Recently, I had an amazing opportunity to meet Clyde Butcher. If you don't know who Clyde Butcher is, know this: He is one of the great American Iconic Photographers of Modern and All Time. Period. Bar none. Put it in your pipe and smoke it. (his weapon is large format black and white nature photography)
He exemplifies "Wherever you go, there you are". He has it, he found it, he is it. He is where he is; almost like you and me are searching for.
His mission was only accomplished by great loss. His beloved son was lost in an accident caused by a drunk driver.
Solice was found in the Florida Everglades, of which he became a master at capturing images for the world to see. The images are breath taking, one of a kind. Clyde Butcher knows how to set up his hundreds of pounds of equipment and capture a site, a vision. A vision that will never be seen again. A chronicle of time - light - emotion - melancholy.
A delightful woman was telling me all sorts of stories about Clyde and the swamp and the years of swamp walks that have taken place as I was eating lunch. She was VERY enthusiastic and also very down to earth. It wasn't until our conversation neared the end that she introduced herself as Jackie Butcher, Clyde's daughter. (She runs a gallery for him in Venice, Florida and was down for the swamp walk.) PBS was filming the kid swamp walk, so she brought her kids to be participants. I asked her how many years of "life experience" he had and she cheerfully replied. "It's his birthday! 65. Go wish him happy birthday, it will embarass him. Tonight's the party. He's over there." So I did - I walked up to him and blamed it right on her! "Jackie told me to wish you happy birthday!" and I shook his hand. His hand is huge and swallowed mine. He thanked me and his eyes twinkled. We spoker for a while.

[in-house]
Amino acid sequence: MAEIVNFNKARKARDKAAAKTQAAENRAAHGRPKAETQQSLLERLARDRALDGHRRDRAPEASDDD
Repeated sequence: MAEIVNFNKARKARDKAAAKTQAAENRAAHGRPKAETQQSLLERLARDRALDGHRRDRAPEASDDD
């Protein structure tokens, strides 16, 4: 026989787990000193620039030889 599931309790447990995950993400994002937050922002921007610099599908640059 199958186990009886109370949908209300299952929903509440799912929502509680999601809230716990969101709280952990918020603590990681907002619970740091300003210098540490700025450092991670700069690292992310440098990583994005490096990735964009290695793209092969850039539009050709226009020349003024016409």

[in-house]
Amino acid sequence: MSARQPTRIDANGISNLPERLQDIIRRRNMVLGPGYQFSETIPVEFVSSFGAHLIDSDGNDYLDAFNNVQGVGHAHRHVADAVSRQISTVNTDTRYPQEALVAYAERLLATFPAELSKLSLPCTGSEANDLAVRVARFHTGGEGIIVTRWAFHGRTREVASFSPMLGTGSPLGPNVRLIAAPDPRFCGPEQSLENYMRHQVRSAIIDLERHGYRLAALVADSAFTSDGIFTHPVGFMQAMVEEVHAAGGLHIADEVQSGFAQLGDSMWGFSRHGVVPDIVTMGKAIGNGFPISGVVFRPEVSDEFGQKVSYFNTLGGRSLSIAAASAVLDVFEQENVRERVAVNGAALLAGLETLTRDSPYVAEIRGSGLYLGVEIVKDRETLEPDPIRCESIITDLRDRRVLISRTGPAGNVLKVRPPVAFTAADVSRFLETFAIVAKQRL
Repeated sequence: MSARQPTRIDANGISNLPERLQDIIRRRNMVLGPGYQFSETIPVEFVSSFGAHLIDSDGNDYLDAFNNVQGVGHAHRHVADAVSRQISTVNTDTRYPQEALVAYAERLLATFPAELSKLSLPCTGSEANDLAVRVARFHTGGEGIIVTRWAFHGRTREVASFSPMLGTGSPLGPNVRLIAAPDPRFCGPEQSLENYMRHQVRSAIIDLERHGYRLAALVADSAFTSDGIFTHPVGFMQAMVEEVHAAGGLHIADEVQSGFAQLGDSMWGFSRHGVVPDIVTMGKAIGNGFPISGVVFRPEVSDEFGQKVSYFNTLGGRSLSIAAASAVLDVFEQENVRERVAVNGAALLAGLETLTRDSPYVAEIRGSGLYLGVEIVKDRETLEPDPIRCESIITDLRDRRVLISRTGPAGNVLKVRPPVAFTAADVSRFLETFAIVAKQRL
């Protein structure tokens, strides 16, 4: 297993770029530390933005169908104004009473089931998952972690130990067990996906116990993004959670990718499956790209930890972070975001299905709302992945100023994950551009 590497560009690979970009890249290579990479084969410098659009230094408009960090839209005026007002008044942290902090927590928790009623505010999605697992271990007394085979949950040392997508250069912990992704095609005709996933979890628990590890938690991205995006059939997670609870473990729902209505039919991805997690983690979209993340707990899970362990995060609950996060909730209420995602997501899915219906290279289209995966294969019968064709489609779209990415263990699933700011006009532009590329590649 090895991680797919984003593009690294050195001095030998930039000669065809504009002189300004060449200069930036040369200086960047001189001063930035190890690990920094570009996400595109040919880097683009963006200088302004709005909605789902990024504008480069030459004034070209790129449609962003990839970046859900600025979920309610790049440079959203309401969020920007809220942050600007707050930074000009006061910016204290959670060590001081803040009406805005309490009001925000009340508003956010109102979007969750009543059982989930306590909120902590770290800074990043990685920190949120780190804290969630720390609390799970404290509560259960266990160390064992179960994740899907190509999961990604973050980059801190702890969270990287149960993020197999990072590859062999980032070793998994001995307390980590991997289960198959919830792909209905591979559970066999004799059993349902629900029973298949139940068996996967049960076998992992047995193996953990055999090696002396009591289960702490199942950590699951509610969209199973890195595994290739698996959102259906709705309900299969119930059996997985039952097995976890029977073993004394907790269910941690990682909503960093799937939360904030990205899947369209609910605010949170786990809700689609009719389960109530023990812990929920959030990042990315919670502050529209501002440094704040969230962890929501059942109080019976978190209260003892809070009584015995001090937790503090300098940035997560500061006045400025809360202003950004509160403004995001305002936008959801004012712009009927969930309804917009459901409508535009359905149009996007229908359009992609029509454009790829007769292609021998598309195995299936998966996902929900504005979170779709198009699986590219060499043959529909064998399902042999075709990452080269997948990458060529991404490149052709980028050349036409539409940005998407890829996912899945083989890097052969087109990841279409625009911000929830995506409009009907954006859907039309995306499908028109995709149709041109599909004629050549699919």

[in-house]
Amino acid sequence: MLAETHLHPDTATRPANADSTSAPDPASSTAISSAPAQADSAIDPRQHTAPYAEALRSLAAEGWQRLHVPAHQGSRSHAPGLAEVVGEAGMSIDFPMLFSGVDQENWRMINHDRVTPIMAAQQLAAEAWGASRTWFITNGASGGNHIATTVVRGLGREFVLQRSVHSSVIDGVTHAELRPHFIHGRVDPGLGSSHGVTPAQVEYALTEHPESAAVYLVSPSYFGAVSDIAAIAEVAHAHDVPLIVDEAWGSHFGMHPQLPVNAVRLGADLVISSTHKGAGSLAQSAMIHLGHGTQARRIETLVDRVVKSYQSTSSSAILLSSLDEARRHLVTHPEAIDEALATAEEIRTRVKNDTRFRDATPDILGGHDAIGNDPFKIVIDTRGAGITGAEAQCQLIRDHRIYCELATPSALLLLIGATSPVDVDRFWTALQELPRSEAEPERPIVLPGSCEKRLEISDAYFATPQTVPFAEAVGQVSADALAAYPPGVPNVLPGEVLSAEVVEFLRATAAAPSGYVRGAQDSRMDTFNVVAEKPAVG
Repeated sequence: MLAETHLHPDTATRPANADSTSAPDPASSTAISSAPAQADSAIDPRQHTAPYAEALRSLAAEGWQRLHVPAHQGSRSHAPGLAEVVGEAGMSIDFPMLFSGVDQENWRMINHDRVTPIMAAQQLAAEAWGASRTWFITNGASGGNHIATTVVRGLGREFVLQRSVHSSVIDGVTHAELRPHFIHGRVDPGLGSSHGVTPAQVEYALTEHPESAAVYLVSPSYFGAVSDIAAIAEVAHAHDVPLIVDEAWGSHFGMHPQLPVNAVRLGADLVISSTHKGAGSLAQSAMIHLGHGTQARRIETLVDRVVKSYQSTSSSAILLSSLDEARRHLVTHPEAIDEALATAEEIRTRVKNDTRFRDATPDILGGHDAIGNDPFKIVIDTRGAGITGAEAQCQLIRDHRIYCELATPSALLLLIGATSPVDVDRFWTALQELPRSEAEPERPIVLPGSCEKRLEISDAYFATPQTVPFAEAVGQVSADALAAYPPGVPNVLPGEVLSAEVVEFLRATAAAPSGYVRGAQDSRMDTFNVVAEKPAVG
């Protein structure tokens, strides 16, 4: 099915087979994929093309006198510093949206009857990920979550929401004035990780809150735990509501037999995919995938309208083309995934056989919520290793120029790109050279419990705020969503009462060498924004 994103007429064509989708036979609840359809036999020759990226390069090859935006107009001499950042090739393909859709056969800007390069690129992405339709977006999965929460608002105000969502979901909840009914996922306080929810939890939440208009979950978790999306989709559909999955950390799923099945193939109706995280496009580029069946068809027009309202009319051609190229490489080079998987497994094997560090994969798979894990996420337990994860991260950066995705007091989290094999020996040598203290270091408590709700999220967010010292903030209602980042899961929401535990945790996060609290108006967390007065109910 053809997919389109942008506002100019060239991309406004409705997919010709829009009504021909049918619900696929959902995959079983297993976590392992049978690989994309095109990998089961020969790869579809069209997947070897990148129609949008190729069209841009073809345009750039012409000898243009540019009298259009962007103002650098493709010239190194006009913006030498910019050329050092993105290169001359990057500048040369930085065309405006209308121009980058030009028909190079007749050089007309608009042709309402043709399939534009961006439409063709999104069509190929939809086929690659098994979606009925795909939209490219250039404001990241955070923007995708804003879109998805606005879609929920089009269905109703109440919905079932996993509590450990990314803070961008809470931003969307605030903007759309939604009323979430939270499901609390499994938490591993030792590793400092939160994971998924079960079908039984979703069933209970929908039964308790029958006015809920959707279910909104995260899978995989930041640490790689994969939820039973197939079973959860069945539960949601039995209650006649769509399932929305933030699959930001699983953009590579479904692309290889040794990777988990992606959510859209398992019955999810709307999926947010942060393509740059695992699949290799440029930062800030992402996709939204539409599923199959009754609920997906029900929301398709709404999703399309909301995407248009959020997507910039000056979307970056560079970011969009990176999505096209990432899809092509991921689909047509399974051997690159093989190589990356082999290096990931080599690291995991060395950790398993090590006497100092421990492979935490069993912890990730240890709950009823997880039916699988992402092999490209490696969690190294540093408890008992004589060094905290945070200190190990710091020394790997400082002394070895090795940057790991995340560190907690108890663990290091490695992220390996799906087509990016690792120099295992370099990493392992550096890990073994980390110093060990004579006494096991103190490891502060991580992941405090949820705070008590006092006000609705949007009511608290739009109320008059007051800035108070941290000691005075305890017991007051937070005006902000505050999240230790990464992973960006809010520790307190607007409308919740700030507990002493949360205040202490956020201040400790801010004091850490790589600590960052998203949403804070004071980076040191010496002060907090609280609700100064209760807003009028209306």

He's just such a great person and environmentalist. The first thing he proclaimed is that he just wants to educate people about the Everglades. He participates in events such as this ONLY because it educates the public about the environment and the Everglades. He runs the swamp walks with guides and friends that will tell you anything about anything that has to do with the swamp. It's fun and safe. There really is no danger of getting eaten by a gator. There really aren't mosquitos, either. That's what he wants you to know and experience.
He also wants you to know that he doesn't only photograph the Everglades. The latest series of Clyde Butcher photos is available. America the Beautiful is a series of photos from across the United States. They're simply awesome. When I searched the web I frequently saw a montra that coincided with his name. I wanted to ask Jackie about it but I couldn't muster the courage. I bristle for the terminology I've frequently used to describe Mr. Butchers gift and wanted to confirm that "The Anstel Adams of the Everglades" is an insult. I know it insults me, as a fan.
Clearly Clyde Butcher is a man made of his own vision and mission. Wherever he goes, there he is.